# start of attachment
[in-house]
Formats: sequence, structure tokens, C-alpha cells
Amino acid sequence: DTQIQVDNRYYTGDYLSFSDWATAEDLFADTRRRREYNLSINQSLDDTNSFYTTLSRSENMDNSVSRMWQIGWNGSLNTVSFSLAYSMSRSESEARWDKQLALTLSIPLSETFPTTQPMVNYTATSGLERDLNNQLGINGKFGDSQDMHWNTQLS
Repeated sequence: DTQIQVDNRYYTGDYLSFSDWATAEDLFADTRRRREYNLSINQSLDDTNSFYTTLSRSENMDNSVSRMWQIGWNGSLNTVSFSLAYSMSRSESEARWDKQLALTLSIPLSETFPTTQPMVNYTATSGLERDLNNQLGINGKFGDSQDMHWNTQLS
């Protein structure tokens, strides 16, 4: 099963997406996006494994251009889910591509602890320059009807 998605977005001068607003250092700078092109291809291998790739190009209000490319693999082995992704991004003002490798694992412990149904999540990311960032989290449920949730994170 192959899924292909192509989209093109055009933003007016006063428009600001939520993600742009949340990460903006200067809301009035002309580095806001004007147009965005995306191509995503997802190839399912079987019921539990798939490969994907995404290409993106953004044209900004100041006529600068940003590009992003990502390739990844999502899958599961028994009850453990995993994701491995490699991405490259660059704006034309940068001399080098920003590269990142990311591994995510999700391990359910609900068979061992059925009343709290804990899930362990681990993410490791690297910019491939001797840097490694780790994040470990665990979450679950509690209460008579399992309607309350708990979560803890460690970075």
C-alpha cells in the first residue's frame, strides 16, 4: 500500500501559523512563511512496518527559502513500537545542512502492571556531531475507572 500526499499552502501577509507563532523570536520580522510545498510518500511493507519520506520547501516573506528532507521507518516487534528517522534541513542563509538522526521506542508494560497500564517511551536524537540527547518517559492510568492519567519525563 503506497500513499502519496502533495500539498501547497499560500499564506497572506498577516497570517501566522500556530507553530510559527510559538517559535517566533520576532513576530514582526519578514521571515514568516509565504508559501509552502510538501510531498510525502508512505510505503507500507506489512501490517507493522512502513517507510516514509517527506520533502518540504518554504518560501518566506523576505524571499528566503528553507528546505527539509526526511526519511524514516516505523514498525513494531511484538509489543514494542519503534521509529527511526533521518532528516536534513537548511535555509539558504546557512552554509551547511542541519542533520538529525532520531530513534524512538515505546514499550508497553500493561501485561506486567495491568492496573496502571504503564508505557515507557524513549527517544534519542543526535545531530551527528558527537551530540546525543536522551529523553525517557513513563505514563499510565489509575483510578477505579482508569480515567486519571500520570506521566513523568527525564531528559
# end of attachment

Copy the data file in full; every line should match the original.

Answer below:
[in-house]
Formats: sequence, structure tokens, C-alpha cells
Amino acid sequence: DTQIQVDNRYYTGDYLSFSDWATAEDLFADTRRRREYNLSINQSLDDTNSFYTTLSRSENMDNSVSRMWQIGWNGSLNTVSFSLAYSMSRSESEARWDKQLALTLSIPLSETFPTTQPMVNYTATSGLERDLNNQLGINGKFGDSQDMHWNTQLS
Repeated sequence: DTQIQVDNRYYTGDYLSFSDWATAEDLFADTRRRREYNLSINQSLDDTNSFYTTLSRSENMDNSVSRMWQIGWNGSLNTVSFSLAYSMSRSESEARWDKQLALTLSIPLSETFPTTQPMVNYTATSGLERDLNNQLGINGKFGDSQDMHWNTQLS
């Protein structure tokens, strides 16, 4: 099963997406996006494994251009889910591509602890320059009807 998605977005001068607003250092700078092109291809291998790739190009209000490319693999082995992704991004003002490798694992412990149904999540990311960032989290449920949730994170 192959899924292909192509989209093109055009933003007016006063428009600001939520993600742009949340990460903006200067809301009035002309580095806001004007147009965005995306191509995503997802190839399912079987019921539990798939490969994907995404290409993106953004044209900004100041006529600068940003590009992003990502390739990844999502899958599961028994009850453990995993994701491995490699991405490259660059704006034309940068001399080098920003590269990142990311591994995510999700391990359910609900068979061992059925009343709290804990899930362990681990993410490791690297910019491939001797840097490694780790994040470990665990979450679950509690209460008579399992309607309350708990979560803890460690970075």
C-alpha cells in the first residue's frame, strides 16, 4: 500500500501559523512563511512496518527559502513500537545542512502492571556531531475507572 500526499499552502501577509507563532523570536520580522510545498510518500511493507519520506520547501516573506528532507521507518516487534528517522534541513542563509538522526521506542508494560497500564517511551536524537540527547518517559492510568492519567519525563 503506497500513499502519496502533495500539498501547497499560500499564506497572506498577516497570517501566522500556530507553530510559527510559538517559535517566533520576532513576530514582526519578514521571515514568516509565504508559501509552502510538501510531498510525502508512505510505503507500507506489512501490517507493522512502513517507510516514509517527506520533502518540504518554504518560501518566506523576505524571499528566503528553507528546505527539509526526511526519511524514516516505523514498525513494531511484538509489543514494542519503534521509529527511526533521518532528516536534513537548511535555509539558504546557512552554509551547511542541519542533520538529525532520531530513534524512538515505546514499550508497553500493561501485561506486567495491568492496573496502571504503564508505557515507557524513549527517544534519542543526535545531530551527528558527537551530540546525543536522551529523553525517557513513563505514563499510565489509575483510578477505579482508569480515567486519571500520570506521566513523568527525564531528559